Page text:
our bit o' livin' somehow--one way or t'other. Maybe 'tis only now that
we're ripe an' ready to take up our life together.
O Jesus, Jesus, what did I do? Why did I go an' creep home? Why didn't I
stay with my little baby?
[_Gets up._] August, it's all over with me! First there was a burnin' in
my body like flames o' fire! Then I fell into a kind o' swoon! Then there
came one hope: I ran like a mother cat with her kitten in her mouth! But
the dogs chased me an' I had to drop it....
Do you understand one word, August?
No, not o' this....
Do you know how I feel? I feel as if one abyss after another was openin',
was yawnin' for us here. What'll we hear before the end?
A curse! A curse will ye have to hear: I see you! I'll meet you! On the
Day o' Judgment I'll meet you! I'll tear out your gullet an' your jaws
together! You'll have to give an accountin'! You'll have to answer me,
Whom do you mean, Rosie?
_He_ knows ... _he_ knows.
[_A great exhaustion overtakes her and, almost swooning, she sinks
upon a chair. A silence follows._
[_Busying himself about her._] What is it that's come over you? Suddenly
I don't know.--If you'd asked me earlier, long ago, maybe ... to-day I
can't tell you!--There wasn't nobody that loved me enough.
Who can tell which love is stronger--the happy or the unhappy love.
Oh, I was strong, strong, so strong! Now I'm weak! Now it's all over with
_The CONSTABLE appears._
[_With a quiet voice._] They say your daughter is at home. Kleinert said
she was here.
It's true. We didn't know it a while ago.
Then I might as well get through now. There's somethin' to be signed
[_Without noticing ROSE in the dim room, he lays several documents on
Rose, here's somethin' you're to sign.
_ROSE laughs with horrible and hysterical irony._
If you're the one, Miss, it's no laughin' matter.--Please!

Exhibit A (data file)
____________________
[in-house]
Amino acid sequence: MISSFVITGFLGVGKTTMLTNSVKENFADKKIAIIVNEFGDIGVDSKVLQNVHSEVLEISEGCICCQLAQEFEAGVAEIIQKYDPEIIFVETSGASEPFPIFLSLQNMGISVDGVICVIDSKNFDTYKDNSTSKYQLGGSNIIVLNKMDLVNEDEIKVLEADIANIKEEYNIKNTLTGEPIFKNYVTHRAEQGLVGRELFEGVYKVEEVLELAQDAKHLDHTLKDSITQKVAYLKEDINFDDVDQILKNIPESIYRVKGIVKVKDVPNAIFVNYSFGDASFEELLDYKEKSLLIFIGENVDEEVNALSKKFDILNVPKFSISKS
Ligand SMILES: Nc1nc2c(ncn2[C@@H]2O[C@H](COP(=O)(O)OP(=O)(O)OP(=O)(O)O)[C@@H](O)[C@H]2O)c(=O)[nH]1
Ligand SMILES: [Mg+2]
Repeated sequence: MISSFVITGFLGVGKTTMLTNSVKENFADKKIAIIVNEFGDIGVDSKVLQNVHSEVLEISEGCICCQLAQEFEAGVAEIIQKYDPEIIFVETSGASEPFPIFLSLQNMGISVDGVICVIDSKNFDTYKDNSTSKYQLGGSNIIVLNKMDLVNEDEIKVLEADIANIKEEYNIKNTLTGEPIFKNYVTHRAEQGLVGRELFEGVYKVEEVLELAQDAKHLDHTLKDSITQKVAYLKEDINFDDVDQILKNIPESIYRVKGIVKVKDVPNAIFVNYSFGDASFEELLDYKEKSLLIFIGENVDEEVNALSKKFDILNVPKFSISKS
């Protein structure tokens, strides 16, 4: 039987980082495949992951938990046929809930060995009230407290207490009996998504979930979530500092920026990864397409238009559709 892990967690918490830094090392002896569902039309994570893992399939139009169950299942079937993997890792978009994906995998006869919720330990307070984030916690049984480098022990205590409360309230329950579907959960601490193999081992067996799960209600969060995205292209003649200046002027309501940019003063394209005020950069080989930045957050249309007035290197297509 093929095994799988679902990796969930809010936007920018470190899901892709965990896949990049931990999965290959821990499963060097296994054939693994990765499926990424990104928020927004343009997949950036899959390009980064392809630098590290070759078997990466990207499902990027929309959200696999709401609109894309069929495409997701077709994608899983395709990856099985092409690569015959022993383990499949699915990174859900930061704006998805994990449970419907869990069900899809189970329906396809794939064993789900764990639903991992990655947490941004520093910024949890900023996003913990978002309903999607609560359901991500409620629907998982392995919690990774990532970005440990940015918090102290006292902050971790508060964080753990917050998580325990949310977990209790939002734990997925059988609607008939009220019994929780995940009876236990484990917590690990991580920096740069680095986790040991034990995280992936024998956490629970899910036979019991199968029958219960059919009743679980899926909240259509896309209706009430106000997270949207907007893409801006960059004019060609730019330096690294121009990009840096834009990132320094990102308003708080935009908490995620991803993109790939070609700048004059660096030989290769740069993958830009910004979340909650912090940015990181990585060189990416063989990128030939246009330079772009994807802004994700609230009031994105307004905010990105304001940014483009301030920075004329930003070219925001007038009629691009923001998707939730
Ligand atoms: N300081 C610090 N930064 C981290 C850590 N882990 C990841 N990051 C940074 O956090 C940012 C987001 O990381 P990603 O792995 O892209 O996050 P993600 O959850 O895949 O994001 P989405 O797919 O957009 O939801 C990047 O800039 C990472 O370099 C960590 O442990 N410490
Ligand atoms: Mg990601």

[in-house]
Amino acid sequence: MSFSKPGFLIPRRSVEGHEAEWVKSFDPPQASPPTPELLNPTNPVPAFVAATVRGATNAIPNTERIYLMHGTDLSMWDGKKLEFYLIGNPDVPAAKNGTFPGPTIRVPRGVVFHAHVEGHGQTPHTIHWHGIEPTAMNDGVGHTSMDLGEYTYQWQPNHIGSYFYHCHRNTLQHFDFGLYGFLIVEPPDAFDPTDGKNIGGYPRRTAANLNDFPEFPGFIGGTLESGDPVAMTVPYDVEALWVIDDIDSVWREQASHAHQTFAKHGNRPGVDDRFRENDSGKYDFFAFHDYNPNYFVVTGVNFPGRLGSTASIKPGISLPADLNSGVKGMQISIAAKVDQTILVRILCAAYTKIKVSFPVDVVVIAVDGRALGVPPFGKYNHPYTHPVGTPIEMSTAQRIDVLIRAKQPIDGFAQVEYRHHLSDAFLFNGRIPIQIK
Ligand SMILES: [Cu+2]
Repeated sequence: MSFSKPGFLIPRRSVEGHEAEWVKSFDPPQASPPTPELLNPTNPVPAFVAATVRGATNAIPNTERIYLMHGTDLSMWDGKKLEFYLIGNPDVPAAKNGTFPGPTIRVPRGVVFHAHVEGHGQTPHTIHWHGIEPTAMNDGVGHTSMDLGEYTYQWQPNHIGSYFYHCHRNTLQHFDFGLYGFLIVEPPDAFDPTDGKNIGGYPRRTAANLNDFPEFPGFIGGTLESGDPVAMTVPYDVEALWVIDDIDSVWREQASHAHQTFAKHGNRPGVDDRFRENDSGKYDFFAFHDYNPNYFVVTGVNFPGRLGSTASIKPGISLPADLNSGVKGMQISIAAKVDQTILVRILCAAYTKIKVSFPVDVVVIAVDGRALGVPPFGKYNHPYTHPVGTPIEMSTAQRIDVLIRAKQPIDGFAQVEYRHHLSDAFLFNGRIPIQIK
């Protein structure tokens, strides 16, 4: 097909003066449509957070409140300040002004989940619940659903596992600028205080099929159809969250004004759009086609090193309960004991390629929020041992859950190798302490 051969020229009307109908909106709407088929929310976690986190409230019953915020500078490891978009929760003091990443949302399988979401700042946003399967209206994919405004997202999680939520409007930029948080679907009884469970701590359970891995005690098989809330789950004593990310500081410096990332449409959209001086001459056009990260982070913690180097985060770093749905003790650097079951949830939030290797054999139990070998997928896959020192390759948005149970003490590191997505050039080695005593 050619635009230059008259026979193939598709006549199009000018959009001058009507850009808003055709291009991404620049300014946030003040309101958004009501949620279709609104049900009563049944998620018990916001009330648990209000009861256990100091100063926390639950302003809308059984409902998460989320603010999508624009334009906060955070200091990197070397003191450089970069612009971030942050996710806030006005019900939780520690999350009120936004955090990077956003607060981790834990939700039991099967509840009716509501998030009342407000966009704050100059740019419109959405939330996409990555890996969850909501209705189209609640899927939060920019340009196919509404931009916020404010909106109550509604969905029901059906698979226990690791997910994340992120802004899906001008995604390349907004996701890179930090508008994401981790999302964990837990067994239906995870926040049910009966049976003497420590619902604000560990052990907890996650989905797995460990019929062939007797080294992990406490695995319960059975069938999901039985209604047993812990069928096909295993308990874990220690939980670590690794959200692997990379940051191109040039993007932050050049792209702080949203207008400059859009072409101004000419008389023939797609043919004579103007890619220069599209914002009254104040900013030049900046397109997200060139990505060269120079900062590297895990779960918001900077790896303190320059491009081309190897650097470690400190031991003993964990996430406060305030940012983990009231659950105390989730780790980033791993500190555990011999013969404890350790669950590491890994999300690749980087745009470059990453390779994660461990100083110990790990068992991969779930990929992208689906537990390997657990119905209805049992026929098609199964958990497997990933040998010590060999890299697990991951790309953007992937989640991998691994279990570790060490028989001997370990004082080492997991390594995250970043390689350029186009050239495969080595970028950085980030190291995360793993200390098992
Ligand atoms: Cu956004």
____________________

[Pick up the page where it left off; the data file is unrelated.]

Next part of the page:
You can stay a minute yet.
[_With flaming eyes, a malice against the whole world in her voice._]
I've strangled my child.
What are you sayin'? For the love of God, what are you sayin'?
[_Draws himself up, looks at her searchingly, but continues as though he
had not heard._] It'll be somethin' connected with the Streckmann
[As before, harshly, almost with a bark.] Streckmann? He strangled my
Girl, be still. You're out o' your mind.
Anyhow, you have no child at all--?
What? I has none? Could I ha' strangled it with my hands?... I strangled
my baby with these hands!!!
You're possessed! What's wrong with you?
My mind's clear. I'm not possessed. I woke up clear in my mind, so
clear.... [_Coldly, mildly, but with cruel firmness._] It _was_ not to
live! I didn't want it to live! I didn't want it to suffer my agonies! It
was to stay where it belonged.
Rose, think! Don't torment yourself! You don't know what you're sayin'
here! You'll bring down misery on us all.
You don't know nothin' ... that's it ... You don't see nothin'. You was
all blind together with your eyes open. He can go an' look behind the
great willow ... by the alder-trees ... behind the parson's field ... by
the pool ... there he can see the wee thing....
You've done somethin' so awful?
You've been guilty o' somethin' so unspeakable?
_ROSE faints. The men look upon her confounded and helpless. AUGUST
'Twould be best if she came along with me to headquarters. There she can
make a voluntary confession. If what she says isn't just fancies, it'll